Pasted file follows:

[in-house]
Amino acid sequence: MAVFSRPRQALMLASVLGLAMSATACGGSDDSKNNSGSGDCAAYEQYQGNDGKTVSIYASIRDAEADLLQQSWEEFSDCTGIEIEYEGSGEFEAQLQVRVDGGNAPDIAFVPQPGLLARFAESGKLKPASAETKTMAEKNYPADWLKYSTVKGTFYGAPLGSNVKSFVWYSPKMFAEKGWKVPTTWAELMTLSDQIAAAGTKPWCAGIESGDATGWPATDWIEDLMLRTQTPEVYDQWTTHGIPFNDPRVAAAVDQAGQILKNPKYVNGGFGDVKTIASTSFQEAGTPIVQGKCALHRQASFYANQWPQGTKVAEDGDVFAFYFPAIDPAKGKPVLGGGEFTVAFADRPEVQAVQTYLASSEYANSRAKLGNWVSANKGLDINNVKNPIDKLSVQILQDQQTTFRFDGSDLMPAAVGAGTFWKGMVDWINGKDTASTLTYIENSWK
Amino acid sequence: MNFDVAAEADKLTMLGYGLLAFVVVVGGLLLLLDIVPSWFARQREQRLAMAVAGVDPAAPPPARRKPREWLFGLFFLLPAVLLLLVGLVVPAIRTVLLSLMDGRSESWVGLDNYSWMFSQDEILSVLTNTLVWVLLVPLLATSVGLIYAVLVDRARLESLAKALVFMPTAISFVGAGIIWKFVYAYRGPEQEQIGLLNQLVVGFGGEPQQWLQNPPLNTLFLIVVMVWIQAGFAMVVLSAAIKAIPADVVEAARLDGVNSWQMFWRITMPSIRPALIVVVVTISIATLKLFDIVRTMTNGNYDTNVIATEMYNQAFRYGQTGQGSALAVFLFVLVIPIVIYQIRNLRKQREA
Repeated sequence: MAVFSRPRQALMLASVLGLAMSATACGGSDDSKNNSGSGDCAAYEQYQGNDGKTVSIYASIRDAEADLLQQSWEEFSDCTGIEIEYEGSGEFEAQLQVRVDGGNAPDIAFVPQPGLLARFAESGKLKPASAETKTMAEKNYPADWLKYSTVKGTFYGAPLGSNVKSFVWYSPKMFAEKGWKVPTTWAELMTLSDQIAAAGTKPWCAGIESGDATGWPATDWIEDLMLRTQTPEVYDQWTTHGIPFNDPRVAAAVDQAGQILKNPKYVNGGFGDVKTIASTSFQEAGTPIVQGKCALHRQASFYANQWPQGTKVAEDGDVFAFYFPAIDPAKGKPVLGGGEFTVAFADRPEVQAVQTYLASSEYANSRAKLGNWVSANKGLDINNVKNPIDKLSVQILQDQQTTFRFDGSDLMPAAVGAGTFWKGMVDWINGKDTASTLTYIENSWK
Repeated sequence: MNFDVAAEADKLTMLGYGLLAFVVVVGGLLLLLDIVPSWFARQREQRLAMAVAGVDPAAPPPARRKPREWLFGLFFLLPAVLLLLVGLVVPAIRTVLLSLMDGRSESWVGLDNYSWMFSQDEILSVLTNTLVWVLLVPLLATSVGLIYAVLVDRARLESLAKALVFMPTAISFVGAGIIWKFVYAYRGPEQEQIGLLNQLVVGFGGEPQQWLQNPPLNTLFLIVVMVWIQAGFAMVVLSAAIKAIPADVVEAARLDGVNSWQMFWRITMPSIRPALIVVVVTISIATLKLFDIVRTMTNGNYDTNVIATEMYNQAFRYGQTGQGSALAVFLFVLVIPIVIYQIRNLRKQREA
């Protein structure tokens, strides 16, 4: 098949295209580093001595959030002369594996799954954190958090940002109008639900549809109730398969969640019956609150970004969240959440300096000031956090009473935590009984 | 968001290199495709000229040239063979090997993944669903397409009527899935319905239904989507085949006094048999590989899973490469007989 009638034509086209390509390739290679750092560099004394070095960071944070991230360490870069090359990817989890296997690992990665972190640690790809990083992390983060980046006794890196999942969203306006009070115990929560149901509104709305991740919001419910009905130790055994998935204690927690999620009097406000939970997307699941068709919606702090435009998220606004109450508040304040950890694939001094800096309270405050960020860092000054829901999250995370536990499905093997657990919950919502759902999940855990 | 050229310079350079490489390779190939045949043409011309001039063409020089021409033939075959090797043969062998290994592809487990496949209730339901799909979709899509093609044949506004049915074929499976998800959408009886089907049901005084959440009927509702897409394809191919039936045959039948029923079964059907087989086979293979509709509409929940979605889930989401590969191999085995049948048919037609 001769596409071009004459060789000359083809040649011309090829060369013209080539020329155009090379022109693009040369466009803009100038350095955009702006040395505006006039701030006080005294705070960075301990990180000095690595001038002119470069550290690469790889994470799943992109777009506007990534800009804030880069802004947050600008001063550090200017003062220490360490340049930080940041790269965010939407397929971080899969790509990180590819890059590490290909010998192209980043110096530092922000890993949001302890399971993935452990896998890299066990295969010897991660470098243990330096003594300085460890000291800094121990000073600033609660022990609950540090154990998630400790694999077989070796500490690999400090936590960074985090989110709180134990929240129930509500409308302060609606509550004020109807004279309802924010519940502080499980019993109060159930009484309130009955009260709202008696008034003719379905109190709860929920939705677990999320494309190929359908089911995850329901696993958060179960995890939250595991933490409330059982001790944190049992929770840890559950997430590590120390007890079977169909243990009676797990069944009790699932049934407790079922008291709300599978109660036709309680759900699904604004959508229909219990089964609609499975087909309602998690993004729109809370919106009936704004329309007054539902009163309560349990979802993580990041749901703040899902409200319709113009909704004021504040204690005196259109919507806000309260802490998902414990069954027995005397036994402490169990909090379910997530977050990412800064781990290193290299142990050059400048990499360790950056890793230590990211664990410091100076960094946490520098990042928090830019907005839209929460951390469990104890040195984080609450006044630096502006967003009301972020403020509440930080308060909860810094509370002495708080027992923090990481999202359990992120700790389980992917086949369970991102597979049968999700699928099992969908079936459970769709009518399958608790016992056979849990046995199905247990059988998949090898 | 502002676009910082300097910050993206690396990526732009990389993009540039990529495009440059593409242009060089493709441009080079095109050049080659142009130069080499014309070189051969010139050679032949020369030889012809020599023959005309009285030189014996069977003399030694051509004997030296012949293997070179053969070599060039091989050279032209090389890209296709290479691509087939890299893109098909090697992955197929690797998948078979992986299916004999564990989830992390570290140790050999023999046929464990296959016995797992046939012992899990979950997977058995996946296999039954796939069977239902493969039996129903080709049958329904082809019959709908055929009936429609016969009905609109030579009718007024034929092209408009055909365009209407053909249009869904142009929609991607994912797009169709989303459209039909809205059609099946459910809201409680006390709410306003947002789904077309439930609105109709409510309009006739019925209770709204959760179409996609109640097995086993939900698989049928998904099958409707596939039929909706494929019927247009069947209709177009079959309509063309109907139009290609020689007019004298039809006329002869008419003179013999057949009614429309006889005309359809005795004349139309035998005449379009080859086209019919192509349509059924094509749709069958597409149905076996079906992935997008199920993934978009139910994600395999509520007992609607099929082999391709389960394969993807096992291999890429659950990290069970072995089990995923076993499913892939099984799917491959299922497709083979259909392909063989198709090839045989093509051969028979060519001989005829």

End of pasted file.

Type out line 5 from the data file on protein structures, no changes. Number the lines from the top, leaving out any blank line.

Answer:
Repeated sequence: MNFDVAAEADKLTMLGYGLLAFVVVVGGLLLLLDIVPSWFARQREQRLAMAVAGVDPAAPPPARRKPREWLFGLFFLLPAVLLLLVGLVVPAIRTVLLSLMDGRSESWVGLDNYSWMFSQDEILSVLTNTLVWVLLVPLLATSVGLIYAVLVDRARLESLAKALVFMPTAISFVGAGIIWKFVYAYRGPEQEQIGLLNQLVVGFGGEPQQWLQNPPLNTLFLIVVMVWIQAGFAMVVLSAAIKAIPADVVEAARLDGVNSWQMFWRITMPSIRPALIVVVVTISIATLKLFDIVRTMTNGNYDTNVIATEMYNQAFRYGQTGQGSALAVFLFVLVIPIVIYQIRNLRKQREA